Sydney producer Whyte Fang has taken the unmistakable voice of The Grates’ frontwoman Patience Hodgson and displaced it into a new sonic landscape, transposing the heart of each song to a new beat based on the bare bones of the original tracks.
Key tracks from recent album “Secret Rituals” including ‘Turn Me On’, ‘Sweet Dreams’, ‘Like You Could Have It All’, ‘Borrowed Skin’ and ‘Crying All Night’ have been given a reworking in full to become twisted versions of themselves - some deep and dark, some light and tasty – all very catchy.
"I didn't want to create a typical remix for the Grates, I wanted it to be a song” said Whyte Fang of the opportunity to work together. “The Grates approached me with the idea and when I heard the vocal - I instantly felt inspired to write. I loved the end result - I dont think either of use wereexpecting the two genres to marry as well as they did, and I couldn't wait to sink my teeth into the rest of the tracks and give them a new perspective.”
When The Grates contacted Whyte Fang about the possibility of reworking some of their material, neither really knew what they were in for. With a penchant for ethereal, otherworldly electronica, mixing her sensuousdark synths with the bratty punk sounds of Brisbane's favourite rockers turned out to be an inspired choice.
“We wanted to work with Whyte Fang for a number of reasons, one being it felt like we were getting in on the ground floor of an incredible talent! Surely a year from now she'll be too busy taking over the world to take calls from us!” says Patience Hodgson of the collaboration. “And two, in all seriousness, Whyte Fang is very intuitive. She sees the magic in music and is not afraid to be lead down rabbit holes and through arch windows, the kind of places we desired to see our songs go. She works out of somewhere over the rainbow.”
Beginning with a stunning take of 'Turn Me On' which turned everything inside out but the vocals, Whyte Fang worked her way through her five personal favourites from Secret Rituals, breaking them down to their core elements and building them into a new aural puzzle. "Trying to get my head into Patience's lyrics really allowed me to understand the track," she says and by jolting listeners out of complacency and offering a new perspective, Whyte Fang has certainly succeeded.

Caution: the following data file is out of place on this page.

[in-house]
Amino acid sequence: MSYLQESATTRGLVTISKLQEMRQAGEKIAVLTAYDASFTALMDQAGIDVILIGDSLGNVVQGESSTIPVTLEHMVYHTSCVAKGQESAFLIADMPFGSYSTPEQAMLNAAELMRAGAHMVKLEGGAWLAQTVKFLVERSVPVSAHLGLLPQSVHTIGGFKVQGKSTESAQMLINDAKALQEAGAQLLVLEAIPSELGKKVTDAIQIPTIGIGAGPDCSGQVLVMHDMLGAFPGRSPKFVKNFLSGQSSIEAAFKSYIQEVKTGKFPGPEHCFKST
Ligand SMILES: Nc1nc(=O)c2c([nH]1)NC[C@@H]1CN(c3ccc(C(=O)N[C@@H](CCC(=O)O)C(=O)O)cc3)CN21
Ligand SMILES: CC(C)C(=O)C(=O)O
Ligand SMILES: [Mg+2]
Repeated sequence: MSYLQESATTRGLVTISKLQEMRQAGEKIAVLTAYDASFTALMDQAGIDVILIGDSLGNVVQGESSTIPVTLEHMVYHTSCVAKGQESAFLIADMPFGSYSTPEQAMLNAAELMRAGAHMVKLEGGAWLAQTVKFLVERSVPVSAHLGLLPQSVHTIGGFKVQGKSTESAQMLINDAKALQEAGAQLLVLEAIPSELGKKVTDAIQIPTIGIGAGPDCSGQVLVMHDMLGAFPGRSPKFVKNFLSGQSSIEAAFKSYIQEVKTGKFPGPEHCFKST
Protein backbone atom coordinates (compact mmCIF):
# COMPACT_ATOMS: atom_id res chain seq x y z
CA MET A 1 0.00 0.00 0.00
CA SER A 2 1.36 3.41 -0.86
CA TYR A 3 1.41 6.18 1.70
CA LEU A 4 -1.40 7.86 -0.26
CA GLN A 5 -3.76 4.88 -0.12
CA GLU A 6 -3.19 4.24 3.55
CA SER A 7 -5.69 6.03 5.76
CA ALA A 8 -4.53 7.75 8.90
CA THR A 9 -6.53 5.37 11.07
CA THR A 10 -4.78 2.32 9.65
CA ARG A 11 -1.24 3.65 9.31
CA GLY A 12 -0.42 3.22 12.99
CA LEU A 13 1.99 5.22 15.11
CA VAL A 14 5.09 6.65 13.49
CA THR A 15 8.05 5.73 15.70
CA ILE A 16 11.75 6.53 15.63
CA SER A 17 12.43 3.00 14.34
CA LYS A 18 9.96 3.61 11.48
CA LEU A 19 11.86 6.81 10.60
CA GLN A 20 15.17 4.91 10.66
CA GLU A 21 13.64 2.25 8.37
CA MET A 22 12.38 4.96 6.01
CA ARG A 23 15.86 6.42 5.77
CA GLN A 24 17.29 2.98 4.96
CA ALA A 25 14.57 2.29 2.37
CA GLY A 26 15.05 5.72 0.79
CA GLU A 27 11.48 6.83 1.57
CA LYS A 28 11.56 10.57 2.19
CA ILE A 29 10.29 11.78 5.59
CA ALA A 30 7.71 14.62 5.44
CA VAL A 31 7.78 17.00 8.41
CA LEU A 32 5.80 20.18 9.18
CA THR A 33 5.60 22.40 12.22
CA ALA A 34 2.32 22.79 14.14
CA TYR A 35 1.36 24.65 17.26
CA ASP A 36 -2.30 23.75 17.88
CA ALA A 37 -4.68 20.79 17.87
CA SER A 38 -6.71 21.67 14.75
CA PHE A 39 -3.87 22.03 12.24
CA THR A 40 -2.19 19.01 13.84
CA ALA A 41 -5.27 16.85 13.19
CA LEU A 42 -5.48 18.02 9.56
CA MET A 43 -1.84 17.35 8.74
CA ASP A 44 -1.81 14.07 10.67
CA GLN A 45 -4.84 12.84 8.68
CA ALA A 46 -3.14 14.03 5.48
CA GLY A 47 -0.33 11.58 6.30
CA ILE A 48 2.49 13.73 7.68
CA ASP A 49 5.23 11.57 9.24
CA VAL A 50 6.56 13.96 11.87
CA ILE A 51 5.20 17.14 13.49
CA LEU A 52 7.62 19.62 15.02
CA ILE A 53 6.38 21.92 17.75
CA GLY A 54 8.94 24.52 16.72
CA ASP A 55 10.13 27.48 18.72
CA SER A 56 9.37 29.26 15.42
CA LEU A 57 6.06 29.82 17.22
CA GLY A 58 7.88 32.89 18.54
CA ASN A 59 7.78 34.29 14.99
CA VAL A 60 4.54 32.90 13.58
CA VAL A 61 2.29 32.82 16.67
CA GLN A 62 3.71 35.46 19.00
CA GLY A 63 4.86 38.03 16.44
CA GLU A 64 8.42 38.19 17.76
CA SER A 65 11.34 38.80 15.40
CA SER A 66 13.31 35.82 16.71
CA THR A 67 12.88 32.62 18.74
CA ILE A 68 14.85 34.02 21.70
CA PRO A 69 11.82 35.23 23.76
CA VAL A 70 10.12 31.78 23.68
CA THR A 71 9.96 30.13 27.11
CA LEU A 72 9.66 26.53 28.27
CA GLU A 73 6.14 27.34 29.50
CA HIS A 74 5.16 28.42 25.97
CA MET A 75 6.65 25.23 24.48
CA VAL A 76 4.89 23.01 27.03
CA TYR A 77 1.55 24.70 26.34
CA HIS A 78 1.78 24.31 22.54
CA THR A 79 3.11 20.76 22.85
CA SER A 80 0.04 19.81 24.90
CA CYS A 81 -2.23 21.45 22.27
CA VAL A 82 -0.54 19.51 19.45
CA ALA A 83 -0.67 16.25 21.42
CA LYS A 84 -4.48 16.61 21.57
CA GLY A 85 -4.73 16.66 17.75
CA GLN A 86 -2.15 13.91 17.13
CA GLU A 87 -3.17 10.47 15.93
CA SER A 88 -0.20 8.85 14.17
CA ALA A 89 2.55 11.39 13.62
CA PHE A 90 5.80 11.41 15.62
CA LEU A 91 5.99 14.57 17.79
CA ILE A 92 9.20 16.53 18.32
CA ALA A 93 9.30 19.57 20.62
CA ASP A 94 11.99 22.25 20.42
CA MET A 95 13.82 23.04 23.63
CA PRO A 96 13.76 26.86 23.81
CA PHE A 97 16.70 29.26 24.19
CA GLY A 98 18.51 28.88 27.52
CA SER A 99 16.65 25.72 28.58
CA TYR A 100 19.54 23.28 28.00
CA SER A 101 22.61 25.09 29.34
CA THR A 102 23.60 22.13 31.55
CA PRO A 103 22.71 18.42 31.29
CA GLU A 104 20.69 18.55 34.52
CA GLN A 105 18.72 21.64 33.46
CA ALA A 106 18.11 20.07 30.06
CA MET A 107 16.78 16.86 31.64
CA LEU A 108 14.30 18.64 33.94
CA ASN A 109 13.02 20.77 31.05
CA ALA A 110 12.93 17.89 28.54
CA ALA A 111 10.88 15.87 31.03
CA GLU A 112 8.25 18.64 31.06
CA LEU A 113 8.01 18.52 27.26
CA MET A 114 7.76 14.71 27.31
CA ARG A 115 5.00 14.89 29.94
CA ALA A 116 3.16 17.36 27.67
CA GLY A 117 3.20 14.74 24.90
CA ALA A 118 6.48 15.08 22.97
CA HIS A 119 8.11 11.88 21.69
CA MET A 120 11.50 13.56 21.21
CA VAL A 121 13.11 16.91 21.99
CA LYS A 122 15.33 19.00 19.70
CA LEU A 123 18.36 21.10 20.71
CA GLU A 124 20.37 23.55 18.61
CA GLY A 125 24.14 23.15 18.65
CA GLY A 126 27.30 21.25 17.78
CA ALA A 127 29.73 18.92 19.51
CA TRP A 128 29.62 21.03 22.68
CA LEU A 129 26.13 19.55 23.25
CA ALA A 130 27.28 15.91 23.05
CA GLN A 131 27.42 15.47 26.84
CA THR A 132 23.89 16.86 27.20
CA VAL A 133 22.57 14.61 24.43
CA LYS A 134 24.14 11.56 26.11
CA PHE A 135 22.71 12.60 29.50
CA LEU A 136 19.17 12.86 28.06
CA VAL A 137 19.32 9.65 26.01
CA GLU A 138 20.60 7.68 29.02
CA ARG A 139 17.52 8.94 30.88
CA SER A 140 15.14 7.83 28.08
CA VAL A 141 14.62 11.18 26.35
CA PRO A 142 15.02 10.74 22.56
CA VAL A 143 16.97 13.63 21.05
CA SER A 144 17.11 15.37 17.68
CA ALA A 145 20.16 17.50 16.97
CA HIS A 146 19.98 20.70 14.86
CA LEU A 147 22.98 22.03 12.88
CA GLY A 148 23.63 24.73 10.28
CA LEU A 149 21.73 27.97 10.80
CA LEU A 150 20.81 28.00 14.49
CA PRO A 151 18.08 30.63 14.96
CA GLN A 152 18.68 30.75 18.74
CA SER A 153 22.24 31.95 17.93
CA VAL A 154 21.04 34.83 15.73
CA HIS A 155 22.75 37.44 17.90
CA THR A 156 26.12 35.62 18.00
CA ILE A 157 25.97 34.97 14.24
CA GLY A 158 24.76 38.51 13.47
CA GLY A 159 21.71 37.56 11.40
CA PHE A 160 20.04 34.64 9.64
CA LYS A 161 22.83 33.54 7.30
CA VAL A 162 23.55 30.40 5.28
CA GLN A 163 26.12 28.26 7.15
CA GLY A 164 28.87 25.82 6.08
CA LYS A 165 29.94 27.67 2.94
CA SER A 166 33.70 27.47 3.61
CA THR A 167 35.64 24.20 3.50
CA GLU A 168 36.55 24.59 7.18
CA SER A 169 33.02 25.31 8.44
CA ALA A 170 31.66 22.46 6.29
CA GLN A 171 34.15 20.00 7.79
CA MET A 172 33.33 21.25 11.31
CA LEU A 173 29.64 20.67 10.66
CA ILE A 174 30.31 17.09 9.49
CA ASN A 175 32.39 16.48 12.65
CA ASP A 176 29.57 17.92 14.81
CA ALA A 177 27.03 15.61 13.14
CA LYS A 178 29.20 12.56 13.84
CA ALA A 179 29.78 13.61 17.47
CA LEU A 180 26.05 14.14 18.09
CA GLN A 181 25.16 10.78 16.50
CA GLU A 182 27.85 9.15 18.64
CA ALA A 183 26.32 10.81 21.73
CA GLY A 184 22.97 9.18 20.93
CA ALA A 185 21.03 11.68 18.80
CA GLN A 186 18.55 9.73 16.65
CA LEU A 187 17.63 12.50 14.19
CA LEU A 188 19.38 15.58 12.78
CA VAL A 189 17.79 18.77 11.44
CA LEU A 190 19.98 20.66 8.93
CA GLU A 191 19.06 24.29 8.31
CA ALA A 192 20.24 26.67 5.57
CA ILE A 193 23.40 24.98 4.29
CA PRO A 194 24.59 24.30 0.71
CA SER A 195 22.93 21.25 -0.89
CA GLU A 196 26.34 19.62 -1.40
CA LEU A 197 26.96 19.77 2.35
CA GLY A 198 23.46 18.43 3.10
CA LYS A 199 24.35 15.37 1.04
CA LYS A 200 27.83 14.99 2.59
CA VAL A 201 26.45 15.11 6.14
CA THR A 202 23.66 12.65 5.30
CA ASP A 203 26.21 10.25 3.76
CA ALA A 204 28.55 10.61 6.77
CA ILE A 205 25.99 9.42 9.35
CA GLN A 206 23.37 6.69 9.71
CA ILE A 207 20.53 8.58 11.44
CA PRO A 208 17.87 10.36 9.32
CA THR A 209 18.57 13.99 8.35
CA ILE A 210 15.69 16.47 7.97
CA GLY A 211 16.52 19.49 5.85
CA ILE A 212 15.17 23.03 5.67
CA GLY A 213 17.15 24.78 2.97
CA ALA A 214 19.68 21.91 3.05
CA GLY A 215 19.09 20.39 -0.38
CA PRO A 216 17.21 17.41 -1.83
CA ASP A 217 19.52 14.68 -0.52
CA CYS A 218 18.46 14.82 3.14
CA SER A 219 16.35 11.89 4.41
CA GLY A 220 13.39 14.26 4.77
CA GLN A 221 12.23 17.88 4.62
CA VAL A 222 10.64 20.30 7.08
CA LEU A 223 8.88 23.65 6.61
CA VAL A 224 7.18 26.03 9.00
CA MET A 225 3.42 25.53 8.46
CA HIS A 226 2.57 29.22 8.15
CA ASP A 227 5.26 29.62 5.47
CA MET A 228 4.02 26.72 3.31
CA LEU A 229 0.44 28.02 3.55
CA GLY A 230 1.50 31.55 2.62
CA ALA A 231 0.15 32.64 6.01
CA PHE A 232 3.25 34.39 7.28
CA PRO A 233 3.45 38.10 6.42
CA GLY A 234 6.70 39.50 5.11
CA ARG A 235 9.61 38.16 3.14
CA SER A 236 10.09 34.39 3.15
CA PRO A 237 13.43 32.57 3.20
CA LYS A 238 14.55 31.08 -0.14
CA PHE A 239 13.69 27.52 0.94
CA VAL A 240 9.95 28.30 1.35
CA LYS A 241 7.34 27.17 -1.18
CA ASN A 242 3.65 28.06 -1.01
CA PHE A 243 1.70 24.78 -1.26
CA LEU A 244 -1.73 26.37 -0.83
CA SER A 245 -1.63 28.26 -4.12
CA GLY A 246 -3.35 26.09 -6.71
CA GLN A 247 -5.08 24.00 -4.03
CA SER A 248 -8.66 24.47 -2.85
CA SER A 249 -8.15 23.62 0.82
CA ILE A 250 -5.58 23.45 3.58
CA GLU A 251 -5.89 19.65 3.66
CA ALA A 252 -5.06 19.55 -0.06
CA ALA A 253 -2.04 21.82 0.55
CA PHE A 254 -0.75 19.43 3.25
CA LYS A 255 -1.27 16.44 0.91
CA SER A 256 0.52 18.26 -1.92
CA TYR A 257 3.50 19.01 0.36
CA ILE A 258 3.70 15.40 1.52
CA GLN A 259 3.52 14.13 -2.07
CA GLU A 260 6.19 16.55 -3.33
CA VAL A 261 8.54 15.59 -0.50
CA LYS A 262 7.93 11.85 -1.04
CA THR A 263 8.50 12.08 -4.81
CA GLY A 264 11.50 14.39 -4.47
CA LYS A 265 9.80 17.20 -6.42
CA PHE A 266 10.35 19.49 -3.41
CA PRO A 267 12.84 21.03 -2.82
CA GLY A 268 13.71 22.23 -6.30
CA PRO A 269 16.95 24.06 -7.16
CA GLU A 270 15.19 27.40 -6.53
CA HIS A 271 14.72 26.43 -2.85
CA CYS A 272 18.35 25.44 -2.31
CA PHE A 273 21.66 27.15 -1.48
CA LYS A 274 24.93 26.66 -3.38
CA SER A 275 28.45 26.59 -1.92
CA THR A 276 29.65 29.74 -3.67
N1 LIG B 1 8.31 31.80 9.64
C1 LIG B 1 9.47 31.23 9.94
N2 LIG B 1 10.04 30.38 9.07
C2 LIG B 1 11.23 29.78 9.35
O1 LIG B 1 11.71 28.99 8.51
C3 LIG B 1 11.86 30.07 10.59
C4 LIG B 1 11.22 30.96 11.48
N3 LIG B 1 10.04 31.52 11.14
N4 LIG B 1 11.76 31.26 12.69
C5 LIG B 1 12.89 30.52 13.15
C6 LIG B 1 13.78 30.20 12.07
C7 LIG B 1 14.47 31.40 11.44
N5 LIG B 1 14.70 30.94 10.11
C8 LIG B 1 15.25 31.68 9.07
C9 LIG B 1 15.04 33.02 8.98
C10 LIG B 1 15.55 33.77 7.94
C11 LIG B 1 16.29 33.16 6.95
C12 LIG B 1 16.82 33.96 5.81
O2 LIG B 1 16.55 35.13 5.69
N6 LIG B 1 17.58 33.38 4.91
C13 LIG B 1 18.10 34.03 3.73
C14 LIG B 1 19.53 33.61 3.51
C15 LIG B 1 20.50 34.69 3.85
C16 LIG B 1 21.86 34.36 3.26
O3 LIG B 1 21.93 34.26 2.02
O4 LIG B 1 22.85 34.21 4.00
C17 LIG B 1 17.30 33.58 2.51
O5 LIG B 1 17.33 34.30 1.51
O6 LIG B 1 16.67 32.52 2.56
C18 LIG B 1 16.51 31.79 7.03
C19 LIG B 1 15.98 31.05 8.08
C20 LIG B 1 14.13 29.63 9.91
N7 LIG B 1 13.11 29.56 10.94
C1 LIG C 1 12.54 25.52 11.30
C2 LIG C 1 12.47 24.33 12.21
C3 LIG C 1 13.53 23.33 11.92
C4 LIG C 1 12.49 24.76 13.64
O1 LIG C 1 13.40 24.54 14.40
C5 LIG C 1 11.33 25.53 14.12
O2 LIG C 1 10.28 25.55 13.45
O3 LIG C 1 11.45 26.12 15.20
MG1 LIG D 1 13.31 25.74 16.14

New single ‘Like You Could Have It All/Like You Could Have It All Whyte Fang Version’ is a testament to that success.
“When I heard this song, I instantly felt very connected to the Patience's vocals. The lyrics were very intense - I had noplans with what I wanted to write under it. The words that come to mind when I describe this remix - though contrasting - are primal, raw and industrial,” says Whyte Fang.
Patience agrees, “Incidentally what drives me to the point of repeated listens with Whyte Fang's “Like You Could Have It All” is in fact how she managed to juxtapose the schoolyard qualities of the original version in her new industrial landscape. To me it begins with what I visualise as creepy triplets playingjump rope in a desolate playground. She then ups the ante of angst, without the use of any guitars, to seductive new heights. Like she's recruiting us. It's so addictive.”
The Grates wanted to complete the package so they asked Sydney based illustrator Caitlin Shearer to re-mix the cover art. “Caitlin's work, much like Whyte Fang, can easily bridge between mysterious, dark territories & yellow brick roads. She turned the tables of worship from the original cover of many apostles worshiping a mountain, to each stage of themoon cycle worshiping one deceptively powerful girl.”
The Grates & Whyte Fang: The Version Suicides is available digitally from this Friday.